Even the smallest crack will allow a lot of noise to enter the room, so make this a priority.

Here’s a quick step by step guide; Links to the full guides included.

Soundproof the Door

Full Guide on how to soundproof a door.

  • Use Acoustic Caulk to seal all the gaps you can find between the frame of the door and the wall.
  • Adhere weatherstripping tape to the frame to completely seal the door once it’s shut. This is simple to do since weatherstripping tape comes with an adhesive side.
  • Install a door sweep in order to seal the gap left between the door and the floor.

Soundproof the Windows

Full Guide on how to soundproof a window.

  • Check that the glazing putty is in good condition, otherwise replace it.
  • Adhere weatherstripping tape to the entirety of the frame of the window, this will form an air-tight seal once it’s closed.
  • Consider installing double-pane windows.

Hanging soundproofing curtains both on the windows and the doors can really help keep the noises at bay.

Get some Soundproofing Curtains

If there is one quick soundproofing method that actually works quite well, then it’s installing soundproofing curtains.

Curtains are one thing that should never miss in a room, so why not get soundproofing ones, since they are extremely affordable.

Why are they such a good investment?

They are effective, super affordable, easy to install and they even help with the décor of the room.

Note: Even though soundproofing curtains help with keeping unwanted noises from entering the room, you should really consider installing a weatherstrip both to your doors and windows first.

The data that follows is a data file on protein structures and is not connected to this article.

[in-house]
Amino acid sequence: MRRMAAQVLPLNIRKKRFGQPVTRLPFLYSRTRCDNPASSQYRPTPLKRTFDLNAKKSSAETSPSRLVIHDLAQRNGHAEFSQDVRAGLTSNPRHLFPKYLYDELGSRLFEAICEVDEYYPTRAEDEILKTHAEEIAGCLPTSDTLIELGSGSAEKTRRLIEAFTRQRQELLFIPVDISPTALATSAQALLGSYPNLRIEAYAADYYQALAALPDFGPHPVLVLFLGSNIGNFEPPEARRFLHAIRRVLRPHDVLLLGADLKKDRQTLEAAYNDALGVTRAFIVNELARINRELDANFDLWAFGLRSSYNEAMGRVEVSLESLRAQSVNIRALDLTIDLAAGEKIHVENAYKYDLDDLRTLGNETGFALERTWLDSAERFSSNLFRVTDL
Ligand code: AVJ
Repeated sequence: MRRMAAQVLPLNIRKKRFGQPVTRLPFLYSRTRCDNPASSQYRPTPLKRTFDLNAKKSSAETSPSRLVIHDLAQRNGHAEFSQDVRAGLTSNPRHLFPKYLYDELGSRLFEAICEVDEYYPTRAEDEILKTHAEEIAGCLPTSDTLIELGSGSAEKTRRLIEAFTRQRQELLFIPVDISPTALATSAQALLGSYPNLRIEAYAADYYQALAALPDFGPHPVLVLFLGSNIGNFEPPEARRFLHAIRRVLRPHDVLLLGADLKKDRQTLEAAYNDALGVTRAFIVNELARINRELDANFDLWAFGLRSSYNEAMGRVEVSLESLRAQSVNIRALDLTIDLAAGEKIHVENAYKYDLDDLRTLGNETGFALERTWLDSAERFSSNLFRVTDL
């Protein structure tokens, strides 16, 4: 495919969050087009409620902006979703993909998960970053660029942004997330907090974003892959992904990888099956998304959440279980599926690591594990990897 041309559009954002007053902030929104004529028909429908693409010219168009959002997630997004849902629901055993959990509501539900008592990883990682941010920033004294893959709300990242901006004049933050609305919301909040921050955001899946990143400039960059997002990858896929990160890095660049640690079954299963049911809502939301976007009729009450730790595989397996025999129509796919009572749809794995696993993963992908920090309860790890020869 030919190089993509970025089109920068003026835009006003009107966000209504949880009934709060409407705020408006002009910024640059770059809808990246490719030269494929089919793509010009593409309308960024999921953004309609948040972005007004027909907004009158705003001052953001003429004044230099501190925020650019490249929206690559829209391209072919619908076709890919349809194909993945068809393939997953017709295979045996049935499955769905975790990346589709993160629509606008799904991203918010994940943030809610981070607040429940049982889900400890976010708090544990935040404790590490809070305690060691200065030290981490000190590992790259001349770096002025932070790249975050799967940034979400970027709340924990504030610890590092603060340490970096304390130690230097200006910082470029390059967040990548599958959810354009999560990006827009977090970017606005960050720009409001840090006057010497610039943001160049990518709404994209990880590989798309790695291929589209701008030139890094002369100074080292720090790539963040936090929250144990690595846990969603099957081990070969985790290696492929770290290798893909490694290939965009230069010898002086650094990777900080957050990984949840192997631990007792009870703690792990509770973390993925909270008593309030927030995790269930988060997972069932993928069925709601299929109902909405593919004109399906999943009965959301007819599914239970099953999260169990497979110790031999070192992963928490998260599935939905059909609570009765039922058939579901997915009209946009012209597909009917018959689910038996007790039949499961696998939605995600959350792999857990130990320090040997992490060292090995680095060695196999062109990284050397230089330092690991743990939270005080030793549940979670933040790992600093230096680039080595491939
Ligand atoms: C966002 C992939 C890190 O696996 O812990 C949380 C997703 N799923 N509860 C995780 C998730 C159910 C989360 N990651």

The combination of both methods is highly effective.

Consider acoustic blankets

Acoustic blankets are one of my favorite soundproofing items because of their versatility.

You can hang them from the doors, windows, walls, even on the ceiling.

The great thing about them is that they are dirt cheap, a pack of twelve should cost you well under $100.

Extra layer of drywall

Even though this might be a lot of work and more expensive than the other steps in this guide, it really does work.

Vibrations generated by sound reverberate, which means that they will be able to travel through the walls unhindered.

Installing extra layers of drywall will help keep the noises at bay. Just make sure to use acoustic caulk between the drywall sheets in order to get a proper seal.

After this you can add a layer of soundproofing paint and you’re done.

Use Soundproofing Paint

This is a simple one since it only requires for you to go to a local hardware store and purchase some acoustic paint.

Simply choose the one you like and apply it to the wall or even to the door. Just in case, make sure to read the instructions first.

This method, believe it or not, is very effective and it can reduce noise by up to 20%.

Recommendation: Apply several coats of paint.

Conclusion

Egg cartons are no suitable material for soundproofing since they offer no outside insulation at all.

Using Egg cartons as a Sound Treatment method can “work” just a little bit, since they only absorb a specific frequency range.

Plus, since they are very thin there is no chance that they will ever be able to properly absorb sound like other materials.

One other thing to take into consideration is that they can be a fire hazard.